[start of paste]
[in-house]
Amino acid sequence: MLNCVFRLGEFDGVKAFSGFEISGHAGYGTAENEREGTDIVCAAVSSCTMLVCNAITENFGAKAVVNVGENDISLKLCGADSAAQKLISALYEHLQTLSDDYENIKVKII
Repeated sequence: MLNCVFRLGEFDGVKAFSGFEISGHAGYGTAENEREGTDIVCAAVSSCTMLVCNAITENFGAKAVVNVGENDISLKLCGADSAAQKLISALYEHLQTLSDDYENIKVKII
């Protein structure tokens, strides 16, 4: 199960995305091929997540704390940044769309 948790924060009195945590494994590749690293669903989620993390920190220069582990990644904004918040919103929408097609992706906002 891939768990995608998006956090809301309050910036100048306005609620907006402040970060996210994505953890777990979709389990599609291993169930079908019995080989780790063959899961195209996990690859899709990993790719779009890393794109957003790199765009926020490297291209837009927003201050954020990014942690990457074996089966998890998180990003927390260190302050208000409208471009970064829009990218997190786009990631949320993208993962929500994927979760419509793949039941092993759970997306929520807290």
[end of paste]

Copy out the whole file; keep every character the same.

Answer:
[in-house]
Amino acid sequence: MLNCVFRLGEFDGVKAFSGFEISGHAGYGTAENEREGTDIVCAAVSSCTMLVCNAITENFGAKAVVNVGENDISLKLCGADSAAQKLISALYEHLQTLSDDYENIKVKII
Repeated sequence: MLNCVFRLGEFDGVKAFSGFEISGHAGYGTAENEREGTDIVCAAVSSCTMLVCNAITENFGAKAVVNVGENDISLKLCGADSAAQKLISALYEHLQTLSDDYENIKVKII
């Protein structure tokens, strides 16, 4: 199960995305091929997540704390940044769309 948790924060009195945590494994590749690293669903989620993390920190220069582990990644904004918040919103929408097609992706906002 891939768990995608998006956090809301309050910036100048306005609620907006402040970060996210994505953890777990979709389990599609291993169930079908019995080989780790063959899961195209996990690859899709990993790719779009890393794109957003790199765009926020490297291209837009927003201050954020990014942690990457074996089966998890998180990003927390260190302050208000409208471009970064829009990218997190786009990631949320993208993962929500994927979760419509793949039941092993759970997306929520807290």